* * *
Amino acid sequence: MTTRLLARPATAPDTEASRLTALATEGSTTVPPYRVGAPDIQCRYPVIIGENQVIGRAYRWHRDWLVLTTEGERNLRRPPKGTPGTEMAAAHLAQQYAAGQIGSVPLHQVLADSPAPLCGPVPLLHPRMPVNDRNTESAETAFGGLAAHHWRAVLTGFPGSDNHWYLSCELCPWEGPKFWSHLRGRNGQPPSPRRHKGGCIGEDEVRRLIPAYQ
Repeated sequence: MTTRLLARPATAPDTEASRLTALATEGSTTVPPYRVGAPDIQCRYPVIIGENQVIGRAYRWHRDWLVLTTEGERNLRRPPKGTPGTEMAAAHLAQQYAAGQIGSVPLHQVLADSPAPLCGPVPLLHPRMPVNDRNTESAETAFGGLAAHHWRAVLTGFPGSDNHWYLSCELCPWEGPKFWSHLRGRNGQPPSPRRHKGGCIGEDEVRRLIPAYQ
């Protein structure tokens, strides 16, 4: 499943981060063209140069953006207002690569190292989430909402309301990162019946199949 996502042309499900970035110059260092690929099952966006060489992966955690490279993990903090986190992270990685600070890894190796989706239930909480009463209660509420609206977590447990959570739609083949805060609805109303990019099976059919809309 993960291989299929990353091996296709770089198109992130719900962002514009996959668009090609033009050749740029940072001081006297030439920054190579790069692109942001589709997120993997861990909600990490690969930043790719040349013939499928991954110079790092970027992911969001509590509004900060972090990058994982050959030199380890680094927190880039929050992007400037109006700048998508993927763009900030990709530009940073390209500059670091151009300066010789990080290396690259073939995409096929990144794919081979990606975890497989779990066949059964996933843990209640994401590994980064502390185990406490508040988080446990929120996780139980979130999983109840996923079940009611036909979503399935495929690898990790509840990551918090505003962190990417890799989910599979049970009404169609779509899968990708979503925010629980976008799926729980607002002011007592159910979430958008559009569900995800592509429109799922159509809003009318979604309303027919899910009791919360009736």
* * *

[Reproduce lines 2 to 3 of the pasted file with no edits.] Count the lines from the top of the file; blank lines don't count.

Repeated sequence: MTTRLLARPATAPDTEASRLTALATEGSTTVPPYRVGAPDIQCRYPVIIGENQVIGRAYRWHRDWLVLTTEGERNLRRPPKGTPGTEMAAAHLAQQYAAGQIGSVPLHQVLADSPAPLCGPVPLLHPRMPVNDRNTESAETAFGGLAAHHWRAVLTGFPGSDNHWYLSCELCPWEGPKFWSHLRGRNGQPPSPRRHKGGCIGEDEVRRLIPAYQ
């Protein structure tokens, strides 16, 4: 499943981060063209140069953006207002690569190292989430909402309301990162019946199949 996502042309499900970035110059260092690929099952966006060489992966955690490279993990903090986190992270990685600070890894190796989706239930909480009463209660509420609206977590447990959570739609083949805060609805109303990019099976059919809309 993960291989299929990353091996296709770089198109992130719900962002514009996959668009090609033009050749740029940072001081006297030439920054190579790069692109942001589709997120993997861990909600990490690969930043790719040349013939499928991954110079790092970027992911969001509590509004900060972090990058994982050959030199380890680094927190880039929050992007400037109006700048998508993927763009900030990709530009940073390209500059670091151009300066010789990080290396690259073939995409096929990144794919081979990606975890497989779990066949059964996933843990209640994401590994980064502390185990406490508040988080446990929120996780139980979130999983109840996923079940009611036909979503399935495929690898990790509840990551918090505003962190990417890799989910599979049970009404169609779509899968990708979503925010629980976008799926729980607002002011007592159910979430958008559009569900995800592509429109799922159509809003009318979604309303027919899910009791919360009736």